THE BIRTH OF ITALIAN OPERA IN LONDON

Songs in the new Opera, call’d Clotilda. The Songs done in Italian and English as they are performed at ye Queens Theatre …

[London] Sold by J: Walsh … & P. Randall … and I. Hare. [1709].

[bound with:]
[PEPUSCH, Johann Christian, arr. MANCINI, Francesco.] Songs in the new Opera, call’d Hydaspes, as they are perform’d at the Queens Theatre. [London] Sold by J: Walsh … & P. Randall … and I. Hare. [1710–1711].
[and with:]
[HEIDEGGER, John Jacob, arr. ARIOSTI, BONONCINI et al.] Songs in the new Opera, call’d Almahide. The Songs done in Italian & English as they are perform’d at ye Queens Theatre. [London] Sold by J: Walsh … & P. Randall … and I. Hare. [1710].

Three works, folio, engraved throughout: Clotilda ff. [3, two title-pages, index], 4, ‘0’, 52; Hydaspes pp. [5, two title-pages, index], 72, [1], erroneously bearing the passe-partout title of The Additional Songs … in Hydaspes (Smith 373), but with the correct supplementary title plate; and Almahide ff. [3, two title-pages, index], 4, 64; each work with a passe-partout title-page with the title on supplementary plate, and an additional illustrative passe-partout title-page (the title of Hydaspes added in manuscript rather than on supplementary plate as usual), some hand-colouring; a fine copy in contemporary panelled calf, gilt, front cover lettered direct, all edges gilt; ownership inscription to title-page of first work of William Cristall, dated 9 January 1730; later armorial bookplate of E[benezer?] Oliphant of Condie.

£2750

Approximately:
US $3479€3250

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Songs in the new Opera, call’d Clotilda. The Songs done in Italian and English as they are performed at ye Queens Theatre …

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First editions of three works from the first years of the Italian Opera at the Queen’s Theatre in Haymarket, including the first two fully Italian operas on the London stage. The theatre had opened in 1705 with a very rocky first season, and was turned over to the performance of opera alone at the end of 1708; but its lasting success was not secure until the arrival of Handel, and his Rinaldo, in early 1711.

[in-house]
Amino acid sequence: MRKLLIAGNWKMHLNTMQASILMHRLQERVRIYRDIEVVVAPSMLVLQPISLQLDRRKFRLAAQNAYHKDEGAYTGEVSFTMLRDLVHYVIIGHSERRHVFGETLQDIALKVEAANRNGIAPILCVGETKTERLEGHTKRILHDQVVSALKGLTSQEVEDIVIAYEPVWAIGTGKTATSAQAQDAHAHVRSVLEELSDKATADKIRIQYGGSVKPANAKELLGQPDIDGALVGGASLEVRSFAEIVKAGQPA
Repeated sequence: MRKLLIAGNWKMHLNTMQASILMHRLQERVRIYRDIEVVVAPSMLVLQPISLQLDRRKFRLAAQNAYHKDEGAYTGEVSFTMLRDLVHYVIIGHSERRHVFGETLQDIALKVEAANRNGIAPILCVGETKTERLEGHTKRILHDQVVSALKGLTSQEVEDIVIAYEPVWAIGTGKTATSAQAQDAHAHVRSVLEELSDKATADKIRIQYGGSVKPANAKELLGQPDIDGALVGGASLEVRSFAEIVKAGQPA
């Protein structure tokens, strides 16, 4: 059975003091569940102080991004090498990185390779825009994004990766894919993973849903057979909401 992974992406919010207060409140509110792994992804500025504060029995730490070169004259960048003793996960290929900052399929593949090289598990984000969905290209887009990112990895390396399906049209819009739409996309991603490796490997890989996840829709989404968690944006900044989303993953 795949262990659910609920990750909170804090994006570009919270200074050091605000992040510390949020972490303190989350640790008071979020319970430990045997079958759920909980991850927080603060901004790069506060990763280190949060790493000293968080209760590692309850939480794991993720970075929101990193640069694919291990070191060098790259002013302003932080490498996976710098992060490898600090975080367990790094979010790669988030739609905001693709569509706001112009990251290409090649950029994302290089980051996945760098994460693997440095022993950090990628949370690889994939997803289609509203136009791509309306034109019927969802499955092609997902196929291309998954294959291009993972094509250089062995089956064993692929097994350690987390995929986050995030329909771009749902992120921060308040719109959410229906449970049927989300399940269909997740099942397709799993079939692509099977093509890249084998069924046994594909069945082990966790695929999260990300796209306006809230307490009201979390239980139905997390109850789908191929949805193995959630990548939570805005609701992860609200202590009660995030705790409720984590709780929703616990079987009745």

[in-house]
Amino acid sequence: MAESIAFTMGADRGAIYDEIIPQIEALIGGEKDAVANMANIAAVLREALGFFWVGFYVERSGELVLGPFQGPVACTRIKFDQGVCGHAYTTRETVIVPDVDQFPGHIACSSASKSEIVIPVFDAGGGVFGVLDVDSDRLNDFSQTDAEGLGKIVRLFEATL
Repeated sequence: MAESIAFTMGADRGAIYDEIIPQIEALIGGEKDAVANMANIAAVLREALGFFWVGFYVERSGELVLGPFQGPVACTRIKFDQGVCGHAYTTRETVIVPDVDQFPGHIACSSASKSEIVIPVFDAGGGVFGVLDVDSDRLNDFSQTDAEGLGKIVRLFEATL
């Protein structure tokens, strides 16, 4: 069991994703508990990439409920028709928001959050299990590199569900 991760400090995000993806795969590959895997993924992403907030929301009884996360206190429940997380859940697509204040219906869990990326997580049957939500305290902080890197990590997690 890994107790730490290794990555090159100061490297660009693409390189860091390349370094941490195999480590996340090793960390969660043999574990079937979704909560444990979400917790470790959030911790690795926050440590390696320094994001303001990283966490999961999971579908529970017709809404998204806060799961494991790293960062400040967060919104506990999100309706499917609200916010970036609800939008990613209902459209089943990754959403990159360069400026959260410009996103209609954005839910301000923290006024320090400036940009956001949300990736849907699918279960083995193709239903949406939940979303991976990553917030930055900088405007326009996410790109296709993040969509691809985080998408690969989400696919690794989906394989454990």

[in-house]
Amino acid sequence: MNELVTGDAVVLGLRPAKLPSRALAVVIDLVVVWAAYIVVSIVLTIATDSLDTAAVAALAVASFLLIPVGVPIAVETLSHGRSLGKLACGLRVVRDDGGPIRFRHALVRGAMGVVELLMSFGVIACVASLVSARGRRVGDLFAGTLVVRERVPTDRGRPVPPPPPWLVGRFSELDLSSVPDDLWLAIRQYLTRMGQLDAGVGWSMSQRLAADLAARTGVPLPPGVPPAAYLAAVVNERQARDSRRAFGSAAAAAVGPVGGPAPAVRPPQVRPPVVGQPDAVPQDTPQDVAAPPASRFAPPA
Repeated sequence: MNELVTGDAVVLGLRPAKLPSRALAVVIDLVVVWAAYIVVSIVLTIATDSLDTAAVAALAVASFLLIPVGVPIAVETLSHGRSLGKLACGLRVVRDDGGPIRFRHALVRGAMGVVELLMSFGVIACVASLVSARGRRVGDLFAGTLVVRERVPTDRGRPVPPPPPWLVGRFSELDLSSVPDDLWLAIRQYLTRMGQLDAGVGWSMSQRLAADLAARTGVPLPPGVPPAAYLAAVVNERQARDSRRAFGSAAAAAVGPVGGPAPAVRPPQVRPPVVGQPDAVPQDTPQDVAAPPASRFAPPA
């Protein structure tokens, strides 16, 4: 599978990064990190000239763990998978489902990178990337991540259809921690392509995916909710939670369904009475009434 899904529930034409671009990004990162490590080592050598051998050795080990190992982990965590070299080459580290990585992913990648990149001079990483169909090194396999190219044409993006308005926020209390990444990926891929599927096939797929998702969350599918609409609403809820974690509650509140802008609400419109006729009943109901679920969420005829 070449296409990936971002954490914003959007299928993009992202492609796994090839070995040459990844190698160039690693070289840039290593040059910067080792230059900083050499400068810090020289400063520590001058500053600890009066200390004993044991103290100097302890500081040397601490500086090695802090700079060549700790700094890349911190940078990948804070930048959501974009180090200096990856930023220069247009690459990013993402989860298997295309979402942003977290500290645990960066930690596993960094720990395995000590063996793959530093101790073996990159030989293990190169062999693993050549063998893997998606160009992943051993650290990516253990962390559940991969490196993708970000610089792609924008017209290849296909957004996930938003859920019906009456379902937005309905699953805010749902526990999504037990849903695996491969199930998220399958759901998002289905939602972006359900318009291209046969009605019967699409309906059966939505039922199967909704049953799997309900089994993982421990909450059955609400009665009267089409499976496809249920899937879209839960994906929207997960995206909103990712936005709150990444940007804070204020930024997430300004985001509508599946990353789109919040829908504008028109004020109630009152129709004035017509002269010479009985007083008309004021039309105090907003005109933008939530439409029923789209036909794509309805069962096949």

Clotilda was first staged on 2 March 1709, the third production in the first season of the new Italian Opera. A pasticcio by Heidegger based on Conti’s original of 1706, it was performed seven times in 1709. ‘This opera was composed by Conti and printed by Walsh, half in English and half in Italian as it was performed. The composition was not contemptible; and yet it seems to have come into the world and gone out of it so quietly as scarcely to have left any memorials of its existence’ (Burney).

Almahide, a pasticcio by Heidegger based on Ariosti’s Amor tra nemici (1708) but with many arias taken from Bononcini, has the distinction of being the first opera in London sung entirely in Italian by Italian singers. The libretto was adapted from Dryden (and then back-translated into the English as printed here). It premiered on 10 January 1710 and ran for fourteen nights, with a cast including three castrati and two women.

Hydaspes followed Alamahide as the second fully Italian opera on the London stage (in fact a more fully monoglot experience, in that it lacked the English intermezzi that were included between the acts of Almahide). It was based by Pepusch on a score brought to London by the celebrated castrato Nicolò Grimaldi (Nicolini), who played the title-role to great acclaim. It was performed twelve times in the first season (its success much stimulated by the sensational scene in which Idaspe, ‘naked’ albeit in a flesh suit, strangles a lion), and the songs published by Walsh. The revival of 1711 marked the London debut of Giuseppe Maria Bosschi (who became a favoured basso to Handel), and a number of new songs were written for him, published as the Additional Songs in … Hydaspes. Our copy of the Songs bears the passe-partout title-page of the Additional Songs (a much shorter selection six arias) in error.

Smith 296, 354, 344; Hunter 53, 69, 64.

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